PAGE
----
Kevin Costner is making a sequel to Waterworld and Stephen Baldwin is going to direct it—kinda. According to E! Online (via WWLTV) and AOLNews, Kevin Costner has come to the Gulf’s rescue with technology that could very well save the ecology of the region from the rust-colored oil tar currently riding the waves to the Louisiana coastline and marshes. While filming Waterworld in 1995, Costner—motivated by the 1989 Exxon Valdez disaster—purchased technology from the government and sank $24 million of his own money into developing centrifugal oil separation machines. (The machines function like a vacuum to separate oil from water, purifying both in the process.) Oil separation is nothing new, but Costner’s technology, developed by Ocean Therapy Solutions, promises to not only work faster than machines that are already in place, but also extract clean, unpolluted water that's up to 97 percent pure (according to figures from the video below) as well as filter out reusable oil, reducing the damage done to Earth’s two most prized resources by the Deepwater Horizon spill. The company is currently at work improving their technology’s purifying capacity to 100 percent.
One of the six machines approved by BP for testing in the the Gulf can filter up to 200 gallons of water a minute, which is reportedly 50 gallons more than the rate at which the oil is gushing into the ocean. The plan is for the machines to be taken out on barges with tanks attached to the machines’ pipes to store the collected oil. Still, while Costner was in Louisiana last week demonstrating the effectiveness of his machine, BP had yet to approve its testing (BP waited until Tuesday of this week), even while they were contemplating such “last resort” methods as shooting golf balls and tire shreds into the oil leak.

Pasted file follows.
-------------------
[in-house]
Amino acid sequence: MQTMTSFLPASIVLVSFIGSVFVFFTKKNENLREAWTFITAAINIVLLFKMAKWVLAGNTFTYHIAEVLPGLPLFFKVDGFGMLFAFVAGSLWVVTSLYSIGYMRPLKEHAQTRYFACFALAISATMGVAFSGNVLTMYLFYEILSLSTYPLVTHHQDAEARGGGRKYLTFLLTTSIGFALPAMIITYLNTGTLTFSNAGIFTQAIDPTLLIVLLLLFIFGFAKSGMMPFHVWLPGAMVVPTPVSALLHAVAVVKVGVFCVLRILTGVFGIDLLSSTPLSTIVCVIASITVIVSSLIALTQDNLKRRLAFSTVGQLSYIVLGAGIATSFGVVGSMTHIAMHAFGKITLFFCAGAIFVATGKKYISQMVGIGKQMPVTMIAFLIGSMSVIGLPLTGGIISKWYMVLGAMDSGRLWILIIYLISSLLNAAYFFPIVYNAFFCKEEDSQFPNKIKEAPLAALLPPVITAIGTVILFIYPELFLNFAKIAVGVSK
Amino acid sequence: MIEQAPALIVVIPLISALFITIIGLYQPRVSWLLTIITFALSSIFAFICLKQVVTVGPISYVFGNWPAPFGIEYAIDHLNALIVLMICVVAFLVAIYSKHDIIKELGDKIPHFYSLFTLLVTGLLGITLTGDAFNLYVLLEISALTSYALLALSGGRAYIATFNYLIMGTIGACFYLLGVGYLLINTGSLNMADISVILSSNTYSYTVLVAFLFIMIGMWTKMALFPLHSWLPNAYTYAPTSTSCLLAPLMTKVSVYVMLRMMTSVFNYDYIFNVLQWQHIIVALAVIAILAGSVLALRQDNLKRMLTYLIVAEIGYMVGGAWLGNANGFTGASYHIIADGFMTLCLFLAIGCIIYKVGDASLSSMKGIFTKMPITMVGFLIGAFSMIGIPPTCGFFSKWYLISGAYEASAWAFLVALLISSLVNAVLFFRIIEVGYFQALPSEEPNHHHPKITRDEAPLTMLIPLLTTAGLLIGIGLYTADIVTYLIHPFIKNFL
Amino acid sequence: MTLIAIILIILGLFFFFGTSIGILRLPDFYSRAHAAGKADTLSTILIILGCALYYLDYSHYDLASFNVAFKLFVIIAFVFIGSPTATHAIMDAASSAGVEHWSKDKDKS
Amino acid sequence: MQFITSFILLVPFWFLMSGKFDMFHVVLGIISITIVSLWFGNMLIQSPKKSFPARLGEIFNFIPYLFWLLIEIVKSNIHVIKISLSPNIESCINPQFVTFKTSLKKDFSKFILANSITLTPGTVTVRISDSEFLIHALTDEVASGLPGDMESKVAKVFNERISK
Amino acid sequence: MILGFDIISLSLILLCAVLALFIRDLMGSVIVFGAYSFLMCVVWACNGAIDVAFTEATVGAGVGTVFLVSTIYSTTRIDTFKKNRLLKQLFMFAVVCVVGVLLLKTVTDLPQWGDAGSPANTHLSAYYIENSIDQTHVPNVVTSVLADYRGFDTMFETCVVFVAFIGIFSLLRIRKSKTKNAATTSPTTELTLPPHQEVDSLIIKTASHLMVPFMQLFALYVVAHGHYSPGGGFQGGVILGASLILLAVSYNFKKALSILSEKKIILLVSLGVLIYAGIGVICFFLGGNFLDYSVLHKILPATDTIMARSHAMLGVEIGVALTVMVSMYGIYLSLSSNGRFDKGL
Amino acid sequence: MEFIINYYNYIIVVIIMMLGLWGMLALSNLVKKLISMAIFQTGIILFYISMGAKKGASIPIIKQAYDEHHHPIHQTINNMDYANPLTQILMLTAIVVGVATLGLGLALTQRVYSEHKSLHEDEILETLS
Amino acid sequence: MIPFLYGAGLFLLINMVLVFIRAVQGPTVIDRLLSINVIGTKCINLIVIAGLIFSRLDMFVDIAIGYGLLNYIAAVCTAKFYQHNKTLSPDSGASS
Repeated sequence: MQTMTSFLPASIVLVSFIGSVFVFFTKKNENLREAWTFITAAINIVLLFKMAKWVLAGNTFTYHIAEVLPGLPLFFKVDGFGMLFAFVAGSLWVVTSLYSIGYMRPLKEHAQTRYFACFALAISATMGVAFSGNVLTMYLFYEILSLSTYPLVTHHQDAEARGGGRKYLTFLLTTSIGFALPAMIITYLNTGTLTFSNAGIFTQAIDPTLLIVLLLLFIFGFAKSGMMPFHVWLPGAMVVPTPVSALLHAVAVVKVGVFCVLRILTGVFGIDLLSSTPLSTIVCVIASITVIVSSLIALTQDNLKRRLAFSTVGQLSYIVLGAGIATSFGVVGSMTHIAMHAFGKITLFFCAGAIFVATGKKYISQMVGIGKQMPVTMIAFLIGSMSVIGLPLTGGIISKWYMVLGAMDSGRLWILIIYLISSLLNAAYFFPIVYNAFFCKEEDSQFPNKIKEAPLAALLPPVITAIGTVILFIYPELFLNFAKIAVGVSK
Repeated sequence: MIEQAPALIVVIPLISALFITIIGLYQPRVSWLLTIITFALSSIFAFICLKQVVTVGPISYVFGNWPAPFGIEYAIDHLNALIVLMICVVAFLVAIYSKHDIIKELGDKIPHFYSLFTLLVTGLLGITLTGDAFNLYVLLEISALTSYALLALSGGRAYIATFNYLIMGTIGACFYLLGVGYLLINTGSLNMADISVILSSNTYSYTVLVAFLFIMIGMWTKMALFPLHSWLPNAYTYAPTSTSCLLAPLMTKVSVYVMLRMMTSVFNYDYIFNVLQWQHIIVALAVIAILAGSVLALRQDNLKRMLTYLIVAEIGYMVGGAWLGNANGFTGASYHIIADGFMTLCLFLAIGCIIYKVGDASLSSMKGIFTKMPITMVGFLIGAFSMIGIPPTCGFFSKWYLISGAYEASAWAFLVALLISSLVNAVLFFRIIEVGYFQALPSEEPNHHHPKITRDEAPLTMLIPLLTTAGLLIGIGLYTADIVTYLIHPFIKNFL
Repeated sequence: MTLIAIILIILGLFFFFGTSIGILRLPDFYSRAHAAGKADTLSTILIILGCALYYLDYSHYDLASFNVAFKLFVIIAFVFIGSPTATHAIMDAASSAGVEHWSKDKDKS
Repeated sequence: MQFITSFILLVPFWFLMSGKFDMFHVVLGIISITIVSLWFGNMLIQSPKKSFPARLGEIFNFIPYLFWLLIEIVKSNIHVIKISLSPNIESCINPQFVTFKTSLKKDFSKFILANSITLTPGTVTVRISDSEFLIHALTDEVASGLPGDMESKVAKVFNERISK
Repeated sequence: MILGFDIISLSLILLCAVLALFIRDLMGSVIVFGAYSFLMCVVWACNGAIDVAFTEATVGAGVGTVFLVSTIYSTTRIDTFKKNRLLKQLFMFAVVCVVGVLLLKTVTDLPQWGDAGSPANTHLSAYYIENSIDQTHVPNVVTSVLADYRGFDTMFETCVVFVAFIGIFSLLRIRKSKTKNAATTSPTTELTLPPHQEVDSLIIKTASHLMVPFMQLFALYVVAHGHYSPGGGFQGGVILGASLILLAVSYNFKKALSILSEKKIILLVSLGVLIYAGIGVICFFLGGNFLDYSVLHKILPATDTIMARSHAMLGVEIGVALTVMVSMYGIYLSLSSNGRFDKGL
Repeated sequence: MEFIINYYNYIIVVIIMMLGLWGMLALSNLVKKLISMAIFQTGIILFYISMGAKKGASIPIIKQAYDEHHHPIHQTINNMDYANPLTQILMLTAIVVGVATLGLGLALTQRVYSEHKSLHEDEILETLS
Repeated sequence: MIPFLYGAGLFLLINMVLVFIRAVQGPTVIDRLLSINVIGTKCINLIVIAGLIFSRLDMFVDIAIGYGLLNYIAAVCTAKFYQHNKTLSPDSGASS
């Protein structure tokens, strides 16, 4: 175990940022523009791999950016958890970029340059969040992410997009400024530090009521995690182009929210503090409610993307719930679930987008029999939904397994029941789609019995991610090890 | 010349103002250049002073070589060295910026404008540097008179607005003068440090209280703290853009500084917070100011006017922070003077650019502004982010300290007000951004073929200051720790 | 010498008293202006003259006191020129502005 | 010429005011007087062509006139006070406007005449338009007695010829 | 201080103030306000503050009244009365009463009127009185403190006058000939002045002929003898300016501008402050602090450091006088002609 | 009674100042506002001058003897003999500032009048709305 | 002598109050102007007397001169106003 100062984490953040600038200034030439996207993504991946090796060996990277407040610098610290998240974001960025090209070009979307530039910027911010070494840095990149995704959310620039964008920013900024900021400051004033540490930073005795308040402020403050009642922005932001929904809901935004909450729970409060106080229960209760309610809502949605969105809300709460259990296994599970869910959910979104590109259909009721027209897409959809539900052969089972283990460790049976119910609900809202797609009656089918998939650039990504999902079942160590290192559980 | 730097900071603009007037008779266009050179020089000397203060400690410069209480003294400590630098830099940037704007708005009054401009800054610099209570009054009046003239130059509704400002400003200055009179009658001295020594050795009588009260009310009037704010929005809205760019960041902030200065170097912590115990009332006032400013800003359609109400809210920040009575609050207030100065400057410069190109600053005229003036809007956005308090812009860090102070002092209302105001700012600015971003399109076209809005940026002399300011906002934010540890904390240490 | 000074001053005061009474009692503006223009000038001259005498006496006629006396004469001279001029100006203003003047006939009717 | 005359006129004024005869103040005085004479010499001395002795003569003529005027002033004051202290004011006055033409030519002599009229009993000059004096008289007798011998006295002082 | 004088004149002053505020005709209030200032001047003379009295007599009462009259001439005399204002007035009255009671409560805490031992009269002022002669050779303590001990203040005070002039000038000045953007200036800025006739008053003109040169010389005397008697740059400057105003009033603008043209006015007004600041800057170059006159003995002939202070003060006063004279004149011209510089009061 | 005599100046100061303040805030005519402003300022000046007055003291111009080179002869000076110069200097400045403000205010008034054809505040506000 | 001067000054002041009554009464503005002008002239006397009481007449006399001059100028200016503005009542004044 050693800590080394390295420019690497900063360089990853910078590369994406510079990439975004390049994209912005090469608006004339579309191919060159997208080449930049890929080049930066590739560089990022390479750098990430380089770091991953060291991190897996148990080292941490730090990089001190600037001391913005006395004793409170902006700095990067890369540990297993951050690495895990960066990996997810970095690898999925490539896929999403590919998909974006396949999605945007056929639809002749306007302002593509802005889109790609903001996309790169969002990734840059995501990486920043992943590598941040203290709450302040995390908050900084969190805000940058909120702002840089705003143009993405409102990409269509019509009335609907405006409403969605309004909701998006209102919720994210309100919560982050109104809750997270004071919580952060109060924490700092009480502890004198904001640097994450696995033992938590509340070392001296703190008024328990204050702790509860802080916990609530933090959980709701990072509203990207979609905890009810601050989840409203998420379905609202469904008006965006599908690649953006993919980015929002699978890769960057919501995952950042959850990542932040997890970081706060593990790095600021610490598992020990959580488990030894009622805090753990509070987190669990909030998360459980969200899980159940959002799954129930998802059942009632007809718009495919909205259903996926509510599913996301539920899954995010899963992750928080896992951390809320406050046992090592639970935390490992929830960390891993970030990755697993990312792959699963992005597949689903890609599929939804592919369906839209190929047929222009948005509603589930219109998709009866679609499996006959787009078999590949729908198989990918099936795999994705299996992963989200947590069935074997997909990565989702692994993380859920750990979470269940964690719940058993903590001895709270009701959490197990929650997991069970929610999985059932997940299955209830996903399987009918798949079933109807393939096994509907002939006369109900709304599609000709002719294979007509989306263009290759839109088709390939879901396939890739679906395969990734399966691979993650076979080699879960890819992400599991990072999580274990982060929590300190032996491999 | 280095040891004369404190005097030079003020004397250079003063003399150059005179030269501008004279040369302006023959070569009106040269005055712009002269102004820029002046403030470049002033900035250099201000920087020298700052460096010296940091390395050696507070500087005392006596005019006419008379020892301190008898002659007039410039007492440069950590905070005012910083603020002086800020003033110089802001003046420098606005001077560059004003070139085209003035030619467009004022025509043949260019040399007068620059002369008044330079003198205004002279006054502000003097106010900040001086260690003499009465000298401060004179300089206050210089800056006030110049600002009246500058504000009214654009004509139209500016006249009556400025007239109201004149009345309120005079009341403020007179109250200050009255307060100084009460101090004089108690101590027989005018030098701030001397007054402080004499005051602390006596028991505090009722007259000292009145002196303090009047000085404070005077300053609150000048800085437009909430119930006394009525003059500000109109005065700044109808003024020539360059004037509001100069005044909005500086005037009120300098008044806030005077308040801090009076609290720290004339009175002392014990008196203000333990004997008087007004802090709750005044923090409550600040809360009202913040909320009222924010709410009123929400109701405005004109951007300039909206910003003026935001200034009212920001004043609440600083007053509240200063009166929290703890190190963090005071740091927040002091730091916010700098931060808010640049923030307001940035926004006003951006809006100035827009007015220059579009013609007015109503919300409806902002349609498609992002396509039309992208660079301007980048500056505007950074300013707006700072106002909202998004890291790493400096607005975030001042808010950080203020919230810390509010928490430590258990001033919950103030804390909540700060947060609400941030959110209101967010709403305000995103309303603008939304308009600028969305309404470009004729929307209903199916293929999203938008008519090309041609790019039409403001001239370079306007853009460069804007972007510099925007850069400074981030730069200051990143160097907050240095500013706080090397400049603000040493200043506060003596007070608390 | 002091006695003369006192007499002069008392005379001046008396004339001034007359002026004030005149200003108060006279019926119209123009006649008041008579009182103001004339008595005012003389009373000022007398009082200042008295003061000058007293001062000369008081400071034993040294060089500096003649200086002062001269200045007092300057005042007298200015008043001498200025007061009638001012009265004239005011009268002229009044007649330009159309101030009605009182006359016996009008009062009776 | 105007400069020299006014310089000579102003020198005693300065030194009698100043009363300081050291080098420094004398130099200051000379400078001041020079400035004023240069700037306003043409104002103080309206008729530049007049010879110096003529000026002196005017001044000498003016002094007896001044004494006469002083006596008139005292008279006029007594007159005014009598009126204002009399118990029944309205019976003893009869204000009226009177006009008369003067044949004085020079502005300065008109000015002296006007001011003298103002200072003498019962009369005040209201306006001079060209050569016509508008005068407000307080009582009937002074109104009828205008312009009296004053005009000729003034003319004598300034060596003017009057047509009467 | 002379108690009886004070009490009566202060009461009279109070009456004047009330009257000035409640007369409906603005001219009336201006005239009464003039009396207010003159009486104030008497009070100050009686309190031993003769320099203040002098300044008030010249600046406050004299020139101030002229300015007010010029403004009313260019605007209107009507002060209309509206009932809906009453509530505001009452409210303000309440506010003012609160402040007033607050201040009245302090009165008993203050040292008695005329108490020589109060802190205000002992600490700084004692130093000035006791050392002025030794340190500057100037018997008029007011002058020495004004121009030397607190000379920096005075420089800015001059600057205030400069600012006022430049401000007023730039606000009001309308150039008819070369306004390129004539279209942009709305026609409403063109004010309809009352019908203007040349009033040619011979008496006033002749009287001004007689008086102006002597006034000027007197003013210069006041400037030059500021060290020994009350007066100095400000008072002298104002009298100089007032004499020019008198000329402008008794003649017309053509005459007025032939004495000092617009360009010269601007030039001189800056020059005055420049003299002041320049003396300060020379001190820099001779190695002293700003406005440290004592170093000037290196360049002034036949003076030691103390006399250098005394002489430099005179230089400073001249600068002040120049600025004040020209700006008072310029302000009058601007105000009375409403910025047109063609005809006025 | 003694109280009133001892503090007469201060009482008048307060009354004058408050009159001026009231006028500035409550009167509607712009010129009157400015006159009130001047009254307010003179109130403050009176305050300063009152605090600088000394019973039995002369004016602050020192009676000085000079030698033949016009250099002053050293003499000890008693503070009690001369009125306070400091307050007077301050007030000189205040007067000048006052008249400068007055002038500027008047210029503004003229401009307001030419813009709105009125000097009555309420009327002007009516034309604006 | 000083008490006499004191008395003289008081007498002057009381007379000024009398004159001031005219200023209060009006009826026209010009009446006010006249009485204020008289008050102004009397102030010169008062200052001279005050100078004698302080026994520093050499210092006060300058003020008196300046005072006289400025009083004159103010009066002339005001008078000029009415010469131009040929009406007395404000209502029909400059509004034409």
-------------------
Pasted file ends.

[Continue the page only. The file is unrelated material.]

According to the E! Online report, two more well-known filmmakers are also offering their assistance: James Cameron has offered up the submersibles used to shoot Titanic and the documentaries Ghosts Of The Abyss and Expedition: Bismarck to the crews trying to stopper the underwater geyser, and Robert Redford, well, appeared in a commercial.
Finally, yet another filmmaker is getting in on the oil spill action, though one considerably less lauded: Stephen Baldwin, SyFy staple and embarrassment to Alec, is at work producing a documentary on the oil spill and the role Costner’s technology may play in the clean-up. Of course, given Baldwin’s bankruptcy of late, it’s amazing he’s financing anything at all, let alone a film. Has the Internet already restored Stephen Baldwin?
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